Phonons on the Splitting Block
Most optics labs contain at least one beam splitter—a device that divides in two a stream of photons, the quantized particles of light. But these “quantum forks in the road” are missing for labs that study phonons, the quantized particles of sound. Now Andrew Cleland and his colleagues at the University of Chicago have filled this gap, demonstrating a phonon beam splitter . The device could perform a role in future quantum computing setups that compute with phonons.
A photon beam splitter can be regarded as a mirror that reflects only a fraction of the time—typically 50%. Incoming photons can either bounce back or barrel forward. Those two options offer separate paths for the photons, which can be used to create interference between a single photon or generate entanglement between multiple photons.
The same splitting should be possible for all quantum objects, even phonons, which are made up of many atoms vibrating in unison. “The basic science question is whether phonons—that here represent the motion of around 1015 atoms—actually behave the way quantum mechanics says they should,” Cleland says.
Cleland and his team recently demonstrated several quantum effects with phonons (see Focus: Quantum Erasing with Phonons). This result required that they develop several phonon devices, including ones that can emit and detect single phonons. The next step in this development is a device for splitting phonons. A beam splitter is “really just a bad mirror,” Cleland says. He notes they aren’t that challenging to make. Rather, the challenge is in integrating the device with single phonon sources and detectors.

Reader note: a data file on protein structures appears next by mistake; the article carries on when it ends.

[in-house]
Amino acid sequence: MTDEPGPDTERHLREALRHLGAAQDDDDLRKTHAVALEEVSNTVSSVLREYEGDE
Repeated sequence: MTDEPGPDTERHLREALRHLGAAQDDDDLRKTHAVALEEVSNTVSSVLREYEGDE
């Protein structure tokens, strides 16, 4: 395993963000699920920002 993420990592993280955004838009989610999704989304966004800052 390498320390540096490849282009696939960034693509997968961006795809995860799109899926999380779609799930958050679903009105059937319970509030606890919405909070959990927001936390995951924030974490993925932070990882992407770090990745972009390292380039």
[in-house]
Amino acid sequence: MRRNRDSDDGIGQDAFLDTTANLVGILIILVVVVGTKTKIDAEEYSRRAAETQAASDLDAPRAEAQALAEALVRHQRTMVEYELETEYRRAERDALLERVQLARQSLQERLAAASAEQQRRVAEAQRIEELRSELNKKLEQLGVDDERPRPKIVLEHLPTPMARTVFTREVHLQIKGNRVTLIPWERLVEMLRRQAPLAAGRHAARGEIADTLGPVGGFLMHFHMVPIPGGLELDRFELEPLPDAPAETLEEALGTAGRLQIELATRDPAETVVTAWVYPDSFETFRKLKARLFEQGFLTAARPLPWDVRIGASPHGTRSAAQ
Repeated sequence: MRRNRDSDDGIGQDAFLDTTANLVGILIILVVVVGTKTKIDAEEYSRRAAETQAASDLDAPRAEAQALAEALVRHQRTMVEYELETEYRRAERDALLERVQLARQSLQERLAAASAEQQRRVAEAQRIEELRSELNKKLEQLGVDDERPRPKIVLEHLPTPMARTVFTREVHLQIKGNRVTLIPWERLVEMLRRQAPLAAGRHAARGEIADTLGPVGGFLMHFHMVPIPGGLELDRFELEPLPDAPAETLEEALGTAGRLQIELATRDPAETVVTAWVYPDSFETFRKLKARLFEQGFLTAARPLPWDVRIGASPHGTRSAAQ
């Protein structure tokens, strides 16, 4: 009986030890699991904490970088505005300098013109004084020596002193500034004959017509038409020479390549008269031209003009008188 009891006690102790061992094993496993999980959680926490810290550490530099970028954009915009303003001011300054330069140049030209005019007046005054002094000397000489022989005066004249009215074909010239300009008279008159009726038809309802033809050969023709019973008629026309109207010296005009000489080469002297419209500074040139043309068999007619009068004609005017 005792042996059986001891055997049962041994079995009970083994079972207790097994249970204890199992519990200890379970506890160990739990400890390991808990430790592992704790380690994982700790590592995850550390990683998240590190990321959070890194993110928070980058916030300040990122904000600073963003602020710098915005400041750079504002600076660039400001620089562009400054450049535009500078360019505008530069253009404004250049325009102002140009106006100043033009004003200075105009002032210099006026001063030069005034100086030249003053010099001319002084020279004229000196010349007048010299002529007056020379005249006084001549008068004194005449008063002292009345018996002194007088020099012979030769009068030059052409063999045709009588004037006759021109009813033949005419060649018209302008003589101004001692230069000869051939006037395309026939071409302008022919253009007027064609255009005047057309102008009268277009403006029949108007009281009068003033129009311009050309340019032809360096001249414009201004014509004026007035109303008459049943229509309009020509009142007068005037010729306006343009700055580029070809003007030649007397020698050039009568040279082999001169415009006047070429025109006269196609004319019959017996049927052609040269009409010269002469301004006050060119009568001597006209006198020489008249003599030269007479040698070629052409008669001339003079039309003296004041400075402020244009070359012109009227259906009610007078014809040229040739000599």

The researchers demonstrated phonon beam splitting using so-called surface acoustic waves (SAWs), which are phonons that travel on the top of a surface. They started with a 2-mm-long channel made of lithium niobate, over which phonons could travel in either direction. On both the left and right ends of the channel they installed superconducting qubits. Each qubit was rigged to a transducer—a combination that performs both single-phonon emission and detection.
In the channel’s middle, the researchers inserted their beam splitter, a comb-like structure made up of 16 thin metal bars, or “fingers.” Each finger reflects around 3% of the incident acoustic energy. When these reflections are in phase, this structure acts as a coherent mirror, reflecting 16 3% or approximately one half of the energy.
In a first test of the beam splitter, the researchers operated the system so that the left qubit emitted a single phonon. They found that after interacting with the beam splitter, the phonon had a roughly 50/50 chance of being reflected to the left qubit or transmitted to the right one. As per the rules of quantum mechanics, the two possibilities exist in a superposition of two states—left-moving phonon and right-moving phonon—that persists until a measurement is made.
The team also performed a classic interference test, in which both qubits simultaneously emitted phonons. Under this scenario, both phonons should exit the beam splitter in the same direction—either both to the left or both to the right. The data confirmed that such two-phonon interference occurred.
“I think it is wonderful work,” says Michael Tobar, a quantum technology researcher from the University of Western Australia. “It shows phonons act ‘just as quantum’ as photons.”
Cleland says that the beam splitter could be used in a logic gate where the split phonons would themselves perform as qubits. Researchers have built similar devices using photons—the motivation being to create an optical quantum computer (see Synopsis: Large Photonic Processor Solves Graph Problems). Although a fully phonon-based quantum computer is not envisioned anytime soon, the ease with which phonons interact with superconducting qubits suggests that phonons could play a role in a future hybrid quantum computer, Cleland says.
Michael Schirber is a Corresponding Editor for Physics Magazine based in Lyon, France.
- H. Qiao et al., “Splitting phonons: Building a platform for linear mechanical quantum computing,” Science 380, 1030 (2023).